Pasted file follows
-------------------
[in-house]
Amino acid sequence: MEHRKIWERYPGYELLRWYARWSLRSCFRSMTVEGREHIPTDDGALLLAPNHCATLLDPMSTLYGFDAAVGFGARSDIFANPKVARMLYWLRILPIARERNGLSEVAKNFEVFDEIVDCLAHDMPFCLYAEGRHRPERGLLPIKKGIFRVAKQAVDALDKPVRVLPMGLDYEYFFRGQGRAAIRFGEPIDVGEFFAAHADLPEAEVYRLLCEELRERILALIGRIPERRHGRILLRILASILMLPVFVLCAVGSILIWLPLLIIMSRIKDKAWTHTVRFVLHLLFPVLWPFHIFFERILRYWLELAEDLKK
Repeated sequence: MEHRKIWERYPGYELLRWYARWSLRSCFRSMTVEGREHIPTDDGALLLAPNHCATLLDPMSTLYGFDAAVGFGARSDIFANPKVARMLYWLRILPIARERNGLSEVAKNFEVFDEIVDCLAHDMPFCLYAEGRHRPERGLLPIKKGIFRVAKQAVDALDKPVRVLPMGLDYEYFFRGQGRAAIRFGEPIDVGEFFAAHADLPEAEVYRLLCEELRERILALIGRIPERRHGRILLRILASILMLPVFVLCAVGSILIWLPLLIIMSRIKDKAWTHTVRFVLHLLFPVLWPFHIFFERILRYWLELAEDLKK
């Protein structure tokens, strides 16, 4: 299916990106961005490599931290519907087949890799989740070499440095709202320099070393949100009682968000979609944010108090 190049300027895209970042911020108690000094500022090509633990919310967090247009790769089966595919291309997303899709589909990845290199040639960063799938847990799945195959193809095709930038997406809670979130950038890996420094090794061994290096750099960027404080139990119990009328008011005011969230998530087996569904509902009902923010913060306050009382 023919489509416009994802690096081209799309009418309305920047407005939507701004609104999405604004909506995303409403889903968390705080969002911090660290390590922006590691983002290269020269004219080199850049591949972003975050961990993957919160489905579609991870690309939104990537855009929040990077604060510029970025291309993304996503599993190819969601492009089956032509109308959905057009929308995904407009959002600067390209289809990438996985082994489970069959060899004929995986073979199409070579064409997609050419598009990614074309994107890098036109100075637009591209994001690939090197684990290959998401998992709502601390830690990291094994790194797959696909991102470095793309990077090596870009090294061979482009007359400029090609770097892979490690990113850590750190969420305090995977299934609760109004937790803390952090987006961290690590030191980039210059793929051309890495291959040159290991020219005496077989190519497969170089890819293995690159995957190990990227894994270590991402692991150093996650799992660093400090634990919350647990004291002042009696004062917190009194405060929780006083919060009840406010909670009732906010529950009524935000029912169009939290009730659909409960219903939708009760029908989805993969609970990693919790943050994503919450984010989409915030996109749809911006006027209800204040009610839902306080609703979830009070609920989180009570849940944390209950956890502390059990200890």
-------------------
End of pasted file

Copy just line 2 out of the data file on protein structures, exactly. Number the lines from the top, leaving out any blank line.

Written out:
Amino acid sequence: MEHRKIWERYPGYELLRWYARWSLRSCFRSMTVEGREHIPTDDGALLLAPNHCATLLDPMSTLYGFDAAVGFGARSDIFANPKVARMLYWLRILPIARERNGLSEVAKNFEVFDEIVDCLAHDMPFCLYAEGRHRPERGLLPIKKGIFRVAKQAVDALDKPVRVLPMGLDYEYFFRGQGRAAIRFGEPIDVGEFFAAHADLPEAEVYRLLCEELRERILALIGRIPERRHGRILLRILASILMLPVFVLCAVGSILIWLPLLIIMSRIKDKAWTHTVRFVLHLLFPVLWPFHIFFERILRYWLELAEDLKK